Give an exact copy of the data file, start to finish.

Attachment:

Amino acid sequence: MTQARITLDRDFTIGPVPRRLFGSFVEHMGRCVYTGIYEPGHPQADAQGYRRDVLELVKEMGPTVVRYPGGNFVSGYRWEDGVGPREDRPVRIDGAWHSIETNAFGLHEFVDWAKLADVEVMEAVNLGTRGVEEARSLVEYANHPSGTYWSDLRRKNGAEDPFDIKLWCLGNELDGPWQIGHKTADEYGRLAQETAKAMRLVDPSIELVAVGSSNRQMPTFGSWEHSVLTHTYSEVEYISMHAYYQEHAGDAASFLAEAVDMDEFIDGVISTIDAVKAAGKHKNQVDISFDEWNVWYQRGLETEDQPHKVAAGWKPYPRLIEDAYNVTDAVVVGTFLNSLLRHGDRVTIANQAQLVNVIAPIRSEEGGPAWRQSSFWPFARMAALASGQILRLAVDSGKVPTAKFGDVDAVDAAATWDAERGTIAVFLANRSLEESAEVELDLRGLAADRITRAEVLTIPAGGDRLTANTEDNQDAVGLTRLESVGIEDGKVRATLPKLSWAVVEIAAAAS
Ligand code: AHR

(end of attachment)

Amino acid sequence: MTQARITLDRDFTIGPVPRRLFGSFVEHMGRCVYTGIYEPGHPQADAQGYRRDVLELVKEMGPTVVRYPGGNFVSGYRWEDGVGPREDRPVRIDGAWHSIETNAFGLHEFVDWAKLADVEVMEAVNLGTRGVEEARSLVEYANHPSGTYWSDLRRKNGAEDPFDIKLWCLGNELDGPWQIGHKTADEYGRLAQETAKAMRLVDPSIELVAVGSSNRQMPTFGSWEHSVLTHTYSEVEYISMHAYYQEHAGDAASFLAEAVDMDEFIDGVISTIDAVKAAGKHKNQVDISFDEWNVWYQRGLETEDQPHKVAAGWKPYPRLIEDAYNVTDAVVVGTFLNSLLRHGDRVTIANQAQLVNVIAPIRSEEGGPAWRQSSFWPFARMAALASGQILRLAVDSGKVPTAKFGDVDAVDAAATWDAERGTIAVFLANRSLEESAEVELDLRGLAADRITRAEVLTIPAGGDRLTANTEDNQDAVGLTRLESVGIEDGKVRATLPKLSWAVVEIAAAAS
Ligand code: AHR